posted by not that girl at 12:32 PM on September 18, 2011 [5 favorites]


It's an interesting theory. Even if most of the buildings constructed during the boom were postmodern in the sense that they were about appearances and brand-value, as the article says: All avant-gardes are in the business of futurism. They make an attempt to inhabit the space they predict, and in so doing, they bring it into being. Most buildings built during the boom were mainstream, not avant-garde in any sense. Libeskind, Gehry and OMA all became mainstream around 2000. AFAIK, the current avant-garde is about something far less tangible and/or marketable. Also, far less US-centric. an example
posted by mumimor at 12:38 PM on September 18, 2011


caps seem important? http://ngrams.googlelabs.com/graph?content=postmodern%2C+postmodernism%2CInternet%2Cinternet&year_start=1975&year_end=2008&corpus=0&smoothing=3
posted by mary8nne at 1:01 PM on September 18, 2011 [1 favorite]


Everything that can be said about postmodernism has already been said, including this sentence.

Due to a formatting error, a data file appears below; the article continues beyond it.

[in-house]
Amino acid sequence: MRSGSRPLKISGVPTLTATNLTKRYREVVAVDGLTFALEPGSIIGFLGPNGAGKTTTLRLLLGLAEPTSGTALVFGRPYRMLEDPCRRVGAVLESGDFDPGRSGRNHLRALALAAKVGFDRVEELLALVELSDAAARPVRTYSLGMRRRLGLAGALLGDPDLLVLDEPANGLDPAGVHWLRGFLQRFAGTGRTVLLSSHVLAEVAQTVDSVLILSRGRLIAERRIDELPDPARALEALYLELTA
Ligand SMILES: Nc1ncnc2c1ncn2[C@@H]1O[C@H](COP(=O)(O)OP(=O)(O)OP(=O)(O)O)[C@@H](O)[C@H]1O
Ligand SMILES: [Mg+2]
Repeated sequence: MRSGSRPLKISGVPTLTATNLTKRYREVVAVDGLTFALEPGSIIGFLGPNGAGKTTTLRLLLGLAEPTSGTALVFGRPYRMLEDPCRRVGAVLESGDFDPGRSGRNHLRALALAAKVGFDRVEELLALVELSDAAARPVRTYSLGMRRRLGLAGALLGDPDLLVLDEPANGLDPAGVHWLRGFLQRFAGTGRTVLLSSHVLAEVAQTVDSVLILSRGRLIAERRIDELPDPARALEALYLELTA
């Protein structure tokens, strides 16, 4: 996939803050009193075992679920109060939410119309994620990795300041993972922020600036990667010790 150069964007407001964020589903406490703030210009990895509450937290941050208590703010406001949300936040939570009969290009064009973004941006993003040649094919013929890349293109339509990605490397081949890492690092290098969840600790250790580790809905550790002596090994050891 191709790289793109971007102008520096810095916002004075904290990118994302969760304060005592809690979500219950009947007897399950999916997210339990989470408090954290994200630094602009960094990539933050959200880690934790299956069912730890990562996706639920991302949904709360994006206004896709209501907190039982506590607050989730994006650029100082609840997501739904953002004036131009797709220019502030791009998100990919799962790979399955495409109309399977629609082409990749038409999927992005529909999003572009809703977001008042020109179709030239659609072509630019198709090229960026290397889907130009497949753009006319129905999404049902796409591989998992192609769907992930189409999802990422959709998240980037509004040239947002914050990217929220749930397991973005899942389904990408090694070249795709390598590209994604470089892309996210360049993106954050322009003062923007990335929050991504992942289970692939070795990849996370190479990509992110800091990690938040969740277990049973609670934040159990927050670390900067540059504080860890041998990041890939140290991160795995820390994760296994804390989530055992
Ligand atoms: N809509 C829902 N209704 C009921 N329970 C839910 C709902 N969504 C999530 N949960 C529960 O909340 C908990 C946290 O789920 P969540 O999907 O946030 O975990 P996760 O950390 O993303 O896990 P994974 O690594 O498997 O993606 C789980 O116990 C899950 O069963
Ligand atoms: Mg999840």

posted by abcde at 1:36 PM on September 18, 2011 [1 favorite]


Are we sure it wasn't pirates?
posted by formless at 2:27 PM on September 18, 2011 [1 favorite]


The relentless march of money across the cultural landscape of the 1980s, with figures such as Jean-Michel Basquiat and Keith Haring describing brief and tragic arcs, seemed to many a fundamental debasement of the idea of art. To others, it was just fun.

Oh come on. This article seems to imply that because the arts made in the immediate previous generation are no longer hip and fashionable by today's current standards, they are now just an irrelevant curiousity.
posted by ovvl at 3:00 PM on September 18, 2011


The author conflates Modernist and Post-Modern Architecture in his and misses the utopian goals of the Post-Modern movement.

A mere reconceptualiztion of the world -- e.g. Apple Computer's "Think Different." © 1997 -- was the foundation of Post-Modernism and itself supposed to be revolutionary.